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The orthopteran family Rhaphidophoridae includes the cave wetas, cave crickets, camel crickets, spider crickets (sometimes shortened to "sprickets") and sand treaders, of the suborder Ensifera, most are found in association with caves, animal burrows, cellars, under stones, in wood or in similar environments. They are characterized in part by their long antennae and legs. They may be found on all continents and many continental islands, though Africa has but one species and that is confined to the southern Cape region. Those occurring in New Zealand, Australia, and Tasmania are typically referred to as wetas. The well-known field crickets are from a different superfamily (Grylloidea) and only look vaguely similar, while members of the family Tettigoniidae may look superficially similar in body form.
Cave crickets have very large hind legs with "drumstick-shaped" femora and long, slender antennae. They are brownish in color and rather humpbacked in appearance, always wingless, and up to two inches/5 cm long in body and 10 cm (4 inches) for the legs. On young crickets the body may appear translucent. As the name implies, cave crickets are commonly found in caves. However, most species live in other cool, damp situations such as in wells, rotten logs, stumps and hollow trees, and under damp leaves, stones, boards, and logs. Occasionally, they prove to be a nuisance in the basements of homes in suburban areas. Some reach into alpine areas and live close to permanent ice — the Mount Cook "flea" and its relatives in New Zealand.
Their distinctive limbs and antennae serve a double purpose. Typically living in a lightless environment, or active at night, they rely heavily on their sense of touch, which is limited by reach. While they have been known to take up residence in the basements of buildings, many cave crickets live out their entire lives deep inside actual caves. In those habitats they sometimes face long spans of time with insufficient access to nutrients. To avoid starvation, they have been known to devour their own extremities, even though they cannot regenerate limbs. Given their limited vision, cave crickets will often jump towards any perceived threat in an attempt to frighten it away. Their large hind legs allow them to jump high and far.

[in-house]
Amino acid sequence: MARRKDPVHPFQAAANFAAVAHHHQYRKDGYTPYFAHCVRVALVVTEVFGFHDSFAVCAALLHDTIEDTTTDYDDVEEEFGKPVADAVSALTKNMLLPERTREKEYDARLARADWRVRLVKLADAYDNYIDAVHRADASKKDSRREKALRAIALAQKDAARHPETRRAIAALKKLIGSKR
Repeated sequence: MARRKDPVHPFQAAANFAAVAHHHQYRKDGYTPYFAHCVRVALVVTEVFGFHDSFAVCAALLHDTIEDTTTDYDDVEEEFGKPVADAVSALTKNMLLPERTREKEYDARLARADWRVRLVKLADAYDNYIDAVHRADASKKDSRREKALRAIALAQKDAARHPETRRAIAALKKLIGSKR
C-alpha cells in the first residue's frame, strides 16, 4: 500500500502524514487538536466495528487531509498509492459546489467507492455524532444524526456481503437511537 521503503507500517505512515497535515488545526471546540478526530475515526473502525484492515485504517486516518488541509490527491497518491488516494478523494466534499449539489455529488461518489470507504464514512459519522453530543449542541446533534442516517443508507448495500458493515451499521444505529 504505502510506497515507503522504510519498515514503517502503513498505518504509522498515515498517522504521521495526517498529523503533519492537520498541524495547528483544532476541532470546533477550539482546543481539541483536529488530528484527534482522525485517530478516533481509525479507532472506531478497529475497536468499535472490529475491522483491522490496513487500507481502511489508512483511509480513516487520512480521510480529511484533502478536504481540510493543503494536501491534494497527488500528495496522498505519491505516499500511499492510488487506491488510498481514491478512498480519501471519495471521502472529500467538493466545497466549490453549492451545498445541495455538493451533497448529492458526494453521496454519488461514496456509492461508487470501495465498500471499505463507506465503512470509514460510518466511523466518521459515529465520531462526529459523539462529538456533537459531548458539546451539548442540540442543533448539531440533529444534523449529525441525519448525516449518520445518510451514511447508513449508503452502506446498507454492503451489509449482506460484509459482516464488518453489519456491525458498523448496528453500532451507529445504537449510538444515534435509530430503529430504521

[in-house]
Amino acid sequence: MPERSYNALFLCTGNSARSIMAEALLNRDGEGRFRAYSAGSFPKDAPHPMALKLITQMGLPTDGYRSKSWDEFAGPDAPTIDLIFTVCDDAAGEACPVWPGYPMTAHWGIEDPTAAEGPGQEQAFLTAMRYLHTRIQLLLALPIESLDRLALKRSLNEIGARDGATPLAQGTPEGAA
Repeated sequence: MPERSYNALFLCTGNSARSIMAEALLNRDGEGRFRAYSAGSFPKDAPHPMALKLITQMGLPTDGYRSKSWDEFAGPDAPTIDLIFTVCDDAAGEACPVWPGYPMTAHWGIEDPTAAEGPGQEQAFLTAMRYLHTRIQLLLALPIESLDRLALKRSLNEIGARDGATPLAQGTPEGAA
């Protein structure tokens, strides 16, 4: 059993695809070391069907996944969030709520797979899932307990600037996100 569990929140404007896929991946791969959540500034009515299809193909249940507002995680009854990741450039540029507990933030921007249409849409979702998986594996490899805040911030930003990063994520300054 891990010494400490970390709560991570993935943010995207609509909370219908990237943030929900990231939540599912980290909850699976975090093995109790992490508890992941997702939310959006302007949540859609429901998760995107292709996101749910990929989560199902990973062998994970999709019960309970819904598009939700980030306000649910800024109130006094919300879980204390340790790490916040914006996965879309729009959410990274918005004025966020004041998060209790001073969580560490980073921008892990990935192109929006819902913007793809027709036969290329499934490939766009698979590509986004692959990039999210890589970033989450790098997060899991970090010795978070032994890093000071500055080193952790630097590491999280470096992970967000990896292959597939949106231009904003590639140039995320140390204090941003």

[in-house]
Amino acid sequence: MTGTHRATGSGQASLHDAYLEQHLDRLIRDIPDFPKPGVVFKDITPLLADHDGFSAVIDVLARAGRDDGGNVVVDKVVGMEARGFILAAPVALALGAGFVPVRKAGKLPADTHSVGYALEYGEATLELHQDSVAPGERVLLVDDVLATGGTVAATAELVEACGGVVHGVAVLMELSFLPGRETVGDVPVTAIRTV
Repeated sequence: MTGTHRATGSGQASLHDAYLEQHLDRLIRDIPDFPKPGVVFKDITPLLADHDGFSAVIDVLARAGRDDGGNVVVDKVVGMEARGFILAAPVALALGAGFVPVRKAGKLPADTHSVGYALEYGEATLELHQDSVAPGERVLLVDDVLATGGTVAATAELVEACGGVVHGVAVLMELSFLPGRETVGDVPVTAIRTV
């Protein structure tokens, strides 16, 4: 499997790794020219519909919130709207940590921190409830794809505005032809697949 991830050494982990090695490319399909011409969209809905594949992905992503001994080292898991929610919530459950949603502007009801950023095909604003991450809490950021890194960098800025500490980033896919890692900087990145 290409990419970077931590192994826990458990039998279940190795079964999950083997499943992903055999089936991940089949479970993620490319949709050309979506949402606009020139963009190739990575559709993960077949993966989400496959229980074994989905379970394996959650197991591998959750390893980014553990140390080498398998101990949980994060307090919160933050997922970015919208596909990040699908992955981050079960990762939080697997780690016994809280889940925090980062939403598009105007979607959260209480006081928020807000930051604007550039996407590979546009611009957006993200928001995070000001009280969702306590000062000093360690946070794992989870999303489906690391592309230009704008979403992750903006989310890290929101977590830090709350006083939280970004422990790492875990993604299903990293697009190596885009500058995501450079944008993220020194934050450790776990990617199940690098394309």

Cave and camel crickets are of little economic importance except as a nuisance in buildings and homes, especially basements. They are usually "accidental invaders" that wander in by mistake from adjacent areas. They generally reproduce indoors, especially in situations that provide continuous dark, moist conditions, such as a basement shower or laundry area, as well as organic debris to serve as food. Although they appear intimidating, they are harmless to humans.
The group known as "sand treaders" are restricted to sand dunes, however, and are adapted to live in this environment; they are active only at night, and spend the day burrowed into the sand, to minimize water loss. In the large sand-dunes of California and Utah they serve as food for scorpions.
Subfamilies and genera
- Subfamily Aemodogryllinae — cave crickets: Asia (Korea, Indochina, Russia, China)
- Subfamily Ceuthophilinae — cave crickets, camel crickets & sand treaders: United States
- Ammobaenetes Hubbell, 1936
- Ceuthophilus Scudder, 1863
- Daihinia Haldeman, 1850
- Daihinibaenetes Tinkham, 1962
- Daihiniella Hubbell, 1936
- Daihiniodes Hebard, 1929
- Farallonophilus Rentz, 1972
- Macrobaenetes Tinkham, 1962
- Phrixocnemis Scudder, 1894
- Pristoceuthophilus Rehn, 1903
- Rhachocnemis Caudell, 1916
- Salishella Hebard, 1939
- Styracosceles Hubbell, 1936
- Typhloceuthophilus Hubbell, 1940
- Udeopsylla Scudder, 1863
- Utabaenetes Tinkham, 1970
- Subfamily Dolichopodainae — cave crickets: Mediterranean
- Subfamily Hadenoecinae — cave crickets: United States
- Subfamily Macropathinae — cave wetas: Australia, Chile, New Zealand
- Subfamily † Protroglophilinae
- Subfamily Rhaphidophorinae — camel crickets: United States
- Gammarotettix Brunner, 1888
- Subfamily Troglophilinae — cave crickets: Mediterranean
- Subfamily Tropidischiinae — camel crickets: Canada
- Tropidischia Scudder, 1869
An as-yet-unnamed genus was discovered within a cave in Grand Canyon Parashant National Monument, on the Utah-Arizona border, in 2005. Its most distinctive characteristic is that it has functional grasping cerci on its posterior.